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A new snorkeling buddy?
A new snorkeling buddy?

Uncle Max wants to go swimming with sharks when he visits this year. “It’s a metaphor made literal!” he marvels.

Shark Diver (855-987-4275) runs several adventures, including a five-day trip to Guadalupe Island, about 175 miles west of Baja, to get close to great whites. “We board in San Diego,” explains spokesperson Cindy Michaels, “but because we cross into Mexican waters, you will need a passport. It takes about a day to get there and a day to get back; you’ll get about 12 to 15 hours in the water over the two and a half days we’re there.”

“We’re open to the public,” continues Michaels, “which means you do not have to be dive-certified to do this. Air is supplied through a hookah line that runs to the boat; we give you a tutorial on how to breathe with the regulator. We also outfit you with wetsuits, booties, gloves, and masks; all you need to bring are clothes and flip-flops. The cages hold four or five people, and they’re not completely submerged — but you’ll have about four or five feet of water overhead. The great thing about surface cages is visibility; when you have daylight, you can see about 100 feet, and the sharks are right there. Our season runs from August to October; in the earlier part, you will see a majority of male juveniles ranging from 8 to 15 feet. Then in October and November, you see the larger females, between 18 and 30 feet. We also offer a full guarantee: if you do not see a great white, then we will take you out again at no extra charge.” Price is $3195 to $3395 per person.

Great white shark

Shark Diver travels on the 85-foot Horizon. “It sleeps 30, but we take only 18 for shark trips. Bathrooms and showers are communal, and we have eight four-person staterooms with private bathrooms. We have two chefs onboard serving things like prime rib, lamb, and pasta dishes, and they can make meals to order.”

San Diego Shark Diving Expeditions (619-299-8560) also offers five-day trips to Guadalupe Island. Owner Doc Anes notes that besides the surface cages, he also carries a submersible cage that can be dropped to 35 feet, “and for that, you do need to be dive-certified.” Up where there’s daylight, “visibility runs 80 to 120 feet. The sharks are drawn by the scent we put in the water, and they swim right in front of the cages. They’re curious animals and will occasionally nudge one to see what it is.”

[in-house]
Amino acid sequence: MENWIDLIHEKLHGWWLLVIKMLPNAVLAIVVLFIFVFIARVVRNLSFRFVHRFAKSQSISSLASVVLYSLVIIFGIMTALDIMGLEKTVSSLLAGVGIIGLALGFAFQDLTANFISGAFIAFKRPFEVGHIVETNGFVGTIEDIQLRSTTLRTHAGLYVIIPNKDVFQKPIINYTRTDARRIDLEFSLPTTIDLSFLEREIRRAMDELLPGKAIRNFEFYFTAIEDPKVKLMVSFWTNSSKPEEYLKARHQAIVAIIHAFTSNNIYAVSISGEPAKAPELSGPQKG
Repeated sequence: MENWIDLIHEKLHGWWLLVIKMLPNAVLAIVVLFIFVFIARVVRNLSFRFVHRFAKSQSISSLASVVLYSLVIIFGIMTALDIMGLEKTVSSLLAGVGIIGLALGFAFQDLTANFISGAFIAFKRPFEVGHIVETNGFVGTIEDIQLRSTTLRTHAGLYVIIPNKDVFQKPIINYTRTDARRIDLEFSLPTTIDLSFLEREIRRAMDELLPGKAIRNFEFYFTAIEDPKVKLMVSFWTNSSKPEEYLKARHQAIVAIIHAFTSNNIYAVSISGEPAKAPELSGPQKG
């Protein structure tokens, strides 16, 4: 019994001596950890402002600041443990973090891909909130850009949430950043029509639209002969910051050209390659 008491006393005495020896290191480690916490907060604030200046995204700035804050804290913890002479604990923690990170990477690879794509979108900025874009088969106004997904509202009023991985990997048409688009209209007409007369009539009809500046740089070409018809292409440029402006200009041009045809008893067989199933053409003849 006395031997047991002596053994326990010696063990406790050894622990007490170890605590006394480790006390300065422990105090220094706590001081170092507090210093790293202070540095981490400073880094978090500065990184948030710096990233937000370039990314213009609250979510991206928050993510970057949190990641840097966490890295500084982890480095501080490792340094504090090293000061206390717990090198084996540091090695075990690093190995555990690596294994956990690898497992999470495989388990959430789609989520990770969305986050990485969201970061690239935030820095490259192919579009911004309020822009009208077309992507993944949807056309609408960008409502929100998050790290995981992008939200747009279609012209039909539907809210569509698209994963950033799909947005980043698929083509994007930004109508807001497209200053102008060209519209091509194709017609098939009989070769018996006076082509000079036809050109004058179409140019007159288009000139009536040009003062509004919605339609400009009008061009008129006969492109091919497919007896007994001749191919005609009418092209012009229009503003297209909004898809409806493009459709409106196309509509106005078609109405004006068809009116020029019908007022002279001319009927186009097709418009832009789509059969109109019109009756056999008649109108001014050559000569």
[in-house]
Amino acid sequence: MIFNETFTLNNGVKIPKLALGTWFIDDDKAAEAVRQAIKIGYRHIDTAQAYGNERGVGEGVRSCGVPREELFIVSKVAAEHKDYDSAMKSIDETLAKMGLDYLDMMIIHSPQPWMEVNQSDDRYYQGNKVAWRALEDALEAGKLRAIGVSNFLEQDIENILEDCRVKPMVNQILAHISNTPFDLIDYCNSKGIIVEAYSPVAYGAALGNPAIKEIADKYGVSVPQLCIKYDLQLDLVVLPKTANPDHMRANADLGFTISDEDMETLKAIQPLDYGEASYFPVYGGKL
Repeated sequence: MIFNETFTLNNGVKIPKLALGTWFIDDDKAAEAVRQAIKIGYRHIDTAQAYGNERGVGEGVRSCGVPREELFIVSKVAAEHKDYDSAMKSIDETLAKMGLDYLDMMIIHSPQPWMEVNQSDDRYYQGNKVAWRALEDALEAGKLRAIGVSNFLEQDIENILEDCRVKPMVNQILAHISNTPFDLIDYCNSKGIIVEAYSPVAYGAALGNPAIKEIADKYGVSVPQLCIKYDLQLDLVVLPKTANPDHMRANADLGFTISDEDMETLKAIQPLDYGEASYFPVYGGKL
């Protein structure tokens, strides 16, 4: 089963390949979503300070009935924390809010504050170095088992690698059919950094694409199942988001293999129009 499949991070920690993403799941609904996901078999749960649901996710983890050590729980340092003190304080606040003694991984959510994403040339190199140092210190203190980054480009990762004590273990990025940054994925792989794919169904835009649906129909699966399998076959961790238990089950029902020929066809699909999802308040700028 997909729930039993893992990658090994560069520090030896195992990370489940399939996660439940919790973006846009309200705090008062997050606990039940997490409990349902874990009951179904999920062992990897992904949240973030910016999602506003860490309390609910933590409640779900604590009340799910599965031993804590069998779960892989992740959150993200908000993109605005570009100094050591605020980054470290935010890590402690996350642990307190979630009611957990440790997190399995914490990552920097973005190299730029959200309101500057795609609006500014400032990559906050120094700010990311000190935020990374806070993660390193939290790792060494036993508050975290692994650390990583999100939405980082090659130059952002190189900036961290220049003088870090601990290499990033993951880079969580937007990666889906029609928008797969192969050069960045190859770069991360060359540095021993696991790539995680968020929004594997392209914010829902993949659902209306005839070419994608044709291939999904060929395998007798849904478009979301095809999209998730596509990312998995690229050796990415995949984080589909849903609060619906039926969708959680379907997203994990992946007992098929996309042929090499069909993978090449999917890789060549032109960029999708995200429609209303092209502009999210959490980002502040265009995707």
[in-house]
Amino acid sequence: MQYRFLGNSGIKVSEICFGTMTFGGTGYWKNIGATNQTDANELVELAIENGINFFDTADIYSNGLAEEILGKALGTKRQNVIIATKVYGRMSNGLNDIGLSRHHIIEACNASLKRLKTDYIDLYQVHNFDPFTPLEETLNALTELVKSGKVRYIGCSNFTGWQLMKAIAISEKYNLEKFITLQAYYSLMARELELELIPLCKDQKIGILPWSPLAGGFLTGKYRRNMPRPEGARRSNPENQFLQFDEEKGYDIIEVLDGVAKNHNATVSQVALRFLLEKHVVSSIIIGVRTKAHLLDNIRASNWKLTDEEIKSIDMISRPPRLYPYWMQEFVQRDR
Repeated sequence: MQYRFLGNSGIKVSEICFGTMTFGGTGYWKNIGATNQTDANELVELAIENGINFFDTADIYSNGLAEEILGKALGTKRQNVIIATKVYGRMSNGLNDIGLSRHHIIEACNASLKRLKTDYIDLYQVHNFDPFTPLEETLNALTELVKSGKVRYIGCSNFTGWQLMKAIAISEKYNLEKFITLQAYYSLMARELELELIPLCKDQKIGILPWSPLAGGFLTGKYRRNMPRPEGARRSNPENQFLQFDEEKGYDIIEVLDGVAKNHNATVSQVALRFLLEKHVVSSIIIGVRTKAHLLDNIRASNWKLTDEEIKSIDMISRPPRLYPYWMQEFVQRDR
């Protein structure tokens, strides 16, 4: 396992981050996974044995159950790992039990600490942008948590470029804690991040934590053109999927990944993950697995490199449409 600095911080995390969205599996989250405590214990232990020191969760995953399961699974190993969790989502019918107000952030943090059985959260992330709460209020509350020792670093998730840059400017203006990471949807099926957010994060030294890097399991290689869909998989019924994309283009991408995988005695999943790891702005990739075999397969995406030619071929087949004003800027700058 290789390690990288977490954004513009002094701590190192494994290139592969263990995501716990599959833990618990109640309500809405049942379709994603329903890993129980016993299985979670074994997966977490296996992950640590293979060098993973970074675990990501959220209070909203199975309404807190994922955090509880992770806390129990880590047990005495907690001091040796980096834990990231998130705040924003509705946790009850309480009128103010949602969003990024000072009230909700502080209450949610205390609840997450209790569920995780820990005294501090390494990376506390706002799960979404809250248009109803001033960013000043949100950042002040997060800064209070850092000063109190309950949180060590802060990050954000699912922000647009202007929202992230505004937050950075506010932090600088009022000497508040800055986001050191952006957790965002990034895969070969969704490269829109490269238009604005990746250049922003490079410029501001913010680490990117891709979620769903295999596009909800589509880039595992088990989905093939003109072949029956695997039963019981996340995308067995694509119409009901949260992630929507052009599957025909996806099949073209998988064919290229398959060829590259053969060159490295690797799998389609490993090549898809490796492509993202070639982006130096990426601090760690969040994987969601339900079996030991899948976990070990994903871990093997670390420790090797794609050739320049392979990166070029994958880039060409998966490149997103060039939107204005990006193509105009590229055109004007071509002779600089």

San Diego Shark Diving Expeditions’ season runs July–mid-November. They have three boats to choose from, ranging from 88 to 140 feet. Accommodations vary by boat, from simple cabins with shared bathrooms and showers to premium private suites with private baths and flat-screen TVs. Some boats even have on-deck hot tubs. “And no matter which boat you book on, the food is fantastic. And our chefs are happy to accommodate special requests — vegan, lactose-intolerant, etc.” Prices range from $2829.75 to $4404.25. Food is included, but only Islander booking includes dive gear.

SD Expeditions (858-707-5666) owner Nick LeBeouf worked the long-range shark tours for five years before deciding he didn’t want to live on a boat. Now he runs one-day, cage-free snorkel shark-diving trips just 15 to 30 miles offshore. “You’ll see different species. Blue sharks get pregnant in winter and spring; they like the colder water. Mako sharks, which are the fastest sharks, are more prevalent in the summer and fall. And hammerheads come in the summertime, following the tuna. When the sharks come, we’ll put one person in the water at a time into the water — depending on which boat we take, we can have 6 to 12 guests — as long as everyone is comfortable and the shark is comfortable.” (Speaking of comfort, wetsuits are provided.)

Trips depart at 9 a.m. and return at 5 p.m. “Our location on a given day is mainly based on water temperature and the chlorophyll readings we get from our satellite imaging. Once we get where we’re going, we use chum buckets as an attractant, and then we wait. It can be anywhere from 45 minutes to 4 to 6 hours. We can’t guarantee results, but we would not run these tours if we didn’t think we could get sharks, and we do give a discount for return customers.” Cost is $350 per person.